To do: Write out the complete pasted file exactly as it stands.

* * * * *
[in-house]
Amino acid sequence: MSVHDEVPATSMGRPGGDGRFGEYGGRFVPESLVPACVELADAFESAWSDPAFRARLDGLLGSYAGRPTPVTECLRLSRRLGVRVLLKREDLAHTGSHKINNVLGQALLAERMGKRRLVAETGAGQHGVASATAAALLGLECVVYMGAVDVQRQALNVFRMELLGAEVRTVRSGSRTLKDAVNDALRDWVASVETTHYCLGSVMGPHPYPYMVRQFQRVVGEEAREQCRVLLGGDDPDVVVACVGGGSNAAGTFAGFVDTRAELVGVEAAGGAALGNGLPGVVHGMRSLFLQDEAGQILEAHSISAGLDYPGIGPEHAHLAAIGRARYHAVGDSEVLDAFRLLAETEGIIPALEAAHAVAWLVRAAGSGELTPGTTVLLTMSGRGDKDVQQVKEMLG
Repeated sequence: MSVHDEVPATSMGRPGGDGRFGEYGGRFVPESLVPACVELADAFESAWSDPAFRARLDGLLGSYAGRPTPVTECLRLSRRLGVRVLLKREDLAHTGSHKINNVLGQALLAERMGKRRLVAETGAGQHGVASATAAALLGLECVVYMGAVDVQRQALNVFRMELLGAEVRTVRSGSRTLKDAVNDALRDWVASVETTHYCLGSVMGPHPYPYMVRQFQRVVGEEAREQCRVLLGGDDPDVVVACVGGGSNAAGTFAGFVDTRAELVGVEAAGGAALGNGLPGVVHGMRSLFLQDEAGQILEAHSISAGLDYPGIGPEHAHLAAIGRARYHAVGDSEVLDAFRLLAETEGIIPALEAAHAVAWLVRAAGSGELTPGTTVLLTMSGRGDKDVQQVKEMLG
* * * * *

[in-house]
Amino acid sequence: MSVHDEVPATSMGRPGGDGRFGEYGGRFVPESLVPACVELADAFESAWSDPAFRARLDGLLGSYAGRPTPVTECLRLSRRLGVRVLLKREDLAHTGSHKINNVLGQALLAERMGKRRLVAETGAGQHGVASATAAALLGLECVVYMGAVDVQRQALNVFRMELLGAEVRTVRSGSRTLKDAVNDALRDWVASVETTHYCLGSVMGPHPYPYMVRQFQRVVGEEAREQCRVLLGGDDPDVVVACVGGGSNAAGTFAGFVDTRAELVGVEAAGGAALGNGLPGVVHGMRSLFLQDEAGQILEAHSISAGLDYPGIGPEHAHLAAIGRARYHAVGDSEVLDAFRLLAETEGIIPALEAAHAVAWLVRAAGSGELTPGTTVLLTMSGRGDKDVQQVKEMLG
Repeated sequence: MSVHDEVPATSMGRPGGDGRFGEYGGRFVPESLVPACVELADAFESAWSDPAFRARLDGLLGSYAGRPTPVTECLRLSRRLGVRVLLKREDLAHTGSHKINNVLGQALLAERMGKRRLVAETGAGQHGVASATAAALLGLECVVYMGAVDVQRQALNVFRMELLGAEVRTVRSGSRTLKDAVNDALRDWVASVETTHYCLGSVMGPHPYPYMVRQFQRVVGEEAREQCRVLLGGDDPDVVVACVGGGSNAAGTFAGFVDTRAELVGVEAAGGAALGNGLPGVVHGMRSLFLQDEAGQILEAHSISAGLDYPGIGPEHAHLAAIGRARYHAVGDSEVLDAFRLLAETEGIIPALEAAHAVAWLVRAAGSGELTPGTTVLLTMSGRGDKDVQQVKEMLG